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Neurosci Lett. 2005 Aug 5;383(3):278-83. Epub 2005 Apr 26.

Chronic-stress induced modulation of different states of anxiety-like behavior in female rats.

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National Centre for Biological Sciences, Tata Institute of Fundamental Research, GKVK P.O., Bangalore 560065, India.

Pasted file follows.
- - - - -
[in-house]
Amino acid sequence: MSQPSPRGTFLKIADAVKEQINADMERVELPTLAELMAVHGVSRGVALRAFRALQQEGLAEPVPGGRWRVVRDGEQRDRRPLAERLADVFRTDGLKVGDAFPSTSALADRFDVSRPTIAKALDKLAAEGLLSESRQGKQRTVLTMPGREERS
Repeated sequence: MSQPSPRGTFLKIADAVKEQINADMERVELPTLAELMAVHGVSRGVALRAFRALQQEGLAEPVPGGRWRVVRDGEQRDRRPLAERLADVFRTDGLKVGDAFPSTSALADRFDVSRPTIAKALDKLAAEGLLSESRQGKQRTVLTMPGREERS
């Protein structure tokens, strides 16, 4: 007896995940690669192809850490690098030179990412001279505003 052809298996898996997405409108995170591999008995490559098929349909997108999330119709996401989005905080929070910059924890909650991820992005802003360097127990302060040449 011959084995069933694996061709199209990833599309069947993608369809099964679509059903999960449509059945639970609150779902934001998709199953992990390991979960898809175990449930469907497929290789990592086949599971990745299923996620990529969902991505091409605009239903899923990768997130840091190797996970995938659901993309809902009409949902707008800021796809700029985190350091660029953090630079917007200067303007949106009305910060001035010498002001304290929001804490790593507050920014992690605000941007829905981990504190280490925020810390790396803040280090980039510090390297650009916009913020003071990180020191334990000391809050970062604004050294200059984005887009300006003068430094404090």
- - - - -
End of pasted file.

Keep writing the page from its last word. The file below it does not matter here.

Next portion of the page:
Stress facilitates emotionality and consolidation of aversive memories in male rodents. In addition, considerable sexual dimorphism has been observed in animal and clinical literature, both in response to stress and predisposition to anxiety disorders thought to be exacerbated by stress. In view of this, we investigated effects of chronic immobilization stress and chronic unpredictable stress on anxiety-like behavior exhibited by female Wistar rats, using the elevated plus-maze. Neither of the stress paradigms employed in this study significantly influenced anxiety, as manifested by similar open-arm exploration in control and treated animals. Previous studies have reported that in males, exposure to elevated plus-maze during an initial trial significantly reduces open-arm exploration in subsequent retesting, an effect attributed to consolidation of aversive experience of the initial exposure. Control female animals, during a second exposure to the maze 72 h after the first trial, displayed a similar shift to a state of enhanced anxiety. Furthermore, exposure to stress did not affect such consolidation of anxiety, as evidenced by similar reduction in open-arm exploration between control and stressed animals during retesting. We conclude that female rats are insensitive to chronic stress in terms of facilitation and consolidation of anxiety.

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